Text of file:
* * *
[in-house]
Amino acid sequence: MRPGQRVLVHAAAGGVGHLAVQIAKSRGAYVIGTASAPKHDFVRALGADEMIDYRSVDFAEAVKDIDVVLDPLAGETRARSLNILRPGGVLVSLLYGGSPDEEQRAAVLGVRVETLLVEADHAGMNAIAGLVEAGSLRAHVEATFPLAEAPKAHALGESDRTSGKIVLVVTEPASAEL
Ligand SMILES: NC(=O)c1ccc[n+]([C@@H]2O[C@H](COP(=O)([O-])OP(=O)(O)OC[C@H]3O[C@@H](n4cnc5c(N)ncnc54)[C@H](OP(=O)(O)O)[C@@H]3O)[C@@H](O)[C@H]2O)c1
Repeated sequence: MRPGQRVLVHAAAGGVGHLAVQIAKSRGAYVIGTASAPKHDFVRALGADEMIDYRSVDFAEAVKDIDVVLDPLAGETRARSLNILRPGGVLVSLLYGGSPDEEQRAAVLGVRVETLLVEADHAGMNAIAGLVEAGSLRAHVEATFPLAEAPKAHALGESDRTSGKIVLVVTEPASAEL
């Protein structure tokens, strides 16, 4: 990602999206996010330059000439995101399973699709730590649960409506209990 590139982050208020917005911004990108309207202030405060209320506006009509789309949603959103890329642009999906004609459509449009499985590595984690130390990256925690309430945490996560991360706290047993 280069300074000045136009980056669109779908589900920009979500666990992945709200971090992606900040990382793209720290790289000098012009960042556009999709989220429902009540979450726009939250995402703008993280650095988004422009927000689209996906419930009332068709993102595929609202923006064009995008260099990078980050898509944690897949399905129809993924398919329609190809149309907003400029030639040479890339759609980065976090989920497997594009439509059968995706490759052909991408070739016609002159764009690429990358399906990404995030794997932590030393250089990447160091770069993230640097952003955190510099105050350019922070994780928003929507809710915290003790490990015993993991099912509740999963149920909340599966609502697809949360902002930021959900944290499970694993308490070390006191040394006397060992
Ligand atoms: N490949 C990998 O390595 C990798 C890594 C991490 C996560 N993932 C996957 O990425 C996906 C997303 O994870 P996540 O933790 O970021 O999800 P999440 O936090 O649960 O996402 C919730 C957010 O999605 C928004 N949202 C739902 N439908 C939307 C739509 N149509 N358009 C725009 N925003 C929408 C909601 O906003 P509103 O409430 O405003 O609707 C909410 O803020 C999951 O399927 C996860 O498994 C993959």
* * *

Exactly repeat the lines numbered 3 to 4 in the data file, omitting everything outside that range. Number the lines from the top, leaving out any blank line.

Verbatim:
Ligand SMILES: NC(=O)c1ccc[n+]([C@@H]2O[C@H](COP(=O)([O-])OP(=O)(O)OC[C@H]3O[C@@H](n4cnc5c(N)ncnc54)[C@H](OP(=O)(O)O)[C@@H]3O)[C@@H](O)[C@H]2O)c1
Repeated sequence: MRPGQRVLVHAAAGGVGHLAVQIAKSRGAYVIGTASAPKHDFVRALGADEMIDYRSVDFAEAVKDIDVVLDPLAGETRARSLNILRPGGVLVSLLYGGSPDEEQRAAVLGVRVETLLVEADHAGMNAIAGLVEAGSLRAHVEATFPLAEAPKAHALGESDRTSGKIVLVVTEPASAEL